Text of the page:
Photo: Tangariro National Park
View snapshos of Auckland to Wellington
View my New Zealand Travel Photography
When I arrived in New Zealand – I had no plan…very unlike me – but I was hoping for some magic I guess. The good news is that I found it – The Magic Bus! No – I wasn’t eating shrooms nor is this some cousin to Scooby Doo and the Mystery Van.
The Magic Bus is a hop on/hop off bus company in New Zealand that I had heard about. I did some research online and then went to their offices in Auckland. There I was able to arrange my whole trip through New Zealand hitting the highlights that I wanted to hit, traveling around with other backpackers, and having some flexibility at the same time. I bought the north/south pass and was off!
Photo: Magic Bus looking out over Auckland – my home on wheels!
Our driver’s name was Rangy – a big Maori-Kiwi guy that certainly knew how to maneuver a bus with ease. We all introduced ourselves and said where we were from when we left Auckland. This is a process that I’ve now grown quite used to – this name, rank, and serial number process. I determined that I need to come up with something more interesting instead of “I’m Sherry from America – New York City”. Maybe something like “I’m Sherry and I’m from a blue state in the US, I like ice cream, the color pink, sunsets, rainy days, and fizzy drinks” – or maybe I could just use my old match.com profile or something. Anyway – after about 10 minutes the bus driver called out for me “where’s that girl from NY, come up front”. I thought I may be in trouble for being to old to be on this bus or something – but instead he simply wanted to talk to me about what it was like living NYC and ask general questions about 9/11. This also tends to be a common question I get a lot – everyone wants to know about 9/11 and being a New Yorker. We chatted for a while – he had one eye on the road and one on me…made me a little nervous – but he was completely in control…I guess.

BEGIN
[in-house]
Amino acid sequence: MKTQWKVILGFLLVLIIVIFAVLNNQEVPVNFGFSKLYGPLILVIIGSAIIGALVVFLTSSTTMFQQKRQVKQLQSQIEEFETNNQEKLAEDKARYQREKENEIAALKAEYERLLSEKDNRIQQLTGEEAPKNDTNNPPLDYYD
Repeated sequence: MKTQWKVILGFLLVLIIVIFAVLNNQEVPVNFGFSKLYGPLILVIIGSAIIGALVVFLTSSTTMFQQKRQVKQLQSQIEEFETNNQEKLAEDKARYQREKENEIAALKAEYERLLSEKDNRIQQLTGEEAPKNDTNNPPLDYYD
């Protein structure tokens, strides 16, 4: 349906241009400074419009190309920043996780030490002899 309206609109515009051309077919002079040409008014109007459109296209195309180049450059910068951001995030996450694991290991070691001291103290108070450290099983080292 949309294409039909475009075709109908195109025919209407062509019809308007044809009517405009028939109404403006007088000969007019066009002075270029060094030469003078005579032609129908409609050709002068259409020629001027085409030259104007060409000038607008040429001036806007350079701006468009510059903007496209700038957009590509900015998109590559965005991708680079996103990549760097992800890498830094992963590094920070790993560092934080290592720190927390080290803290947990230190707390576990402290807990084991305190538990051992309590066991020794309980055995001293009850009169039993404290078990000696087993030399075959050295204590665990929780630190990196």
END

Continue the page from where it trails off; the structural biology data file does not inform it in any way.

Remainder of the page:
Day 1 – Auckland to Rotorua – it’s only a fuzzy little bunny…
We left Auckland and headed for Waitomo to do one of the first things on my list – see the glow worms. This area is know for it’s caves and glow worms – so I wanted to go check these little club like creatures out…I thought there may be some great techno playing in the caves – but found out that the glowing worms had nothing to do with raves…damn. I along with others on the bus (my new friends from Ireland, England, and Sweden) went on a Black Water Rafting tour. It was already chilly out – so the thought of getting into a cave, tubing in cold water sounded a bit icey…but you only live once – and they do give you sexy looking wet suits to wear. As I slithered into the wetsuit, I tried to not think about the thousands of other peope who had worn the wetsuits, booties, and wellies – but it was hard not to when they kind of smelled. Oh well – they were warm – so I slid into the suit (more like struggled my way into the skin tight rubber), put on the wellies, and dawned my helmet – I was ready to see the worms! We drove out to a field of cows, walked through the field with the cows in our goofy suits, picked up our intertube that would safely fit our ass and then entered the cave – it was rather creepy. Once your eyes adjusted the guides told you about the glow worms – I honestly zoned out during this scientific stuff and zoned back in just in time to learn that the glowing is actually the worm’s feces that glows…now that was interesting. We followed the guides deeper into the cave, turned off our helmet lights and all of a sudden there were millions of glowing worms on the cave walls and ceiling.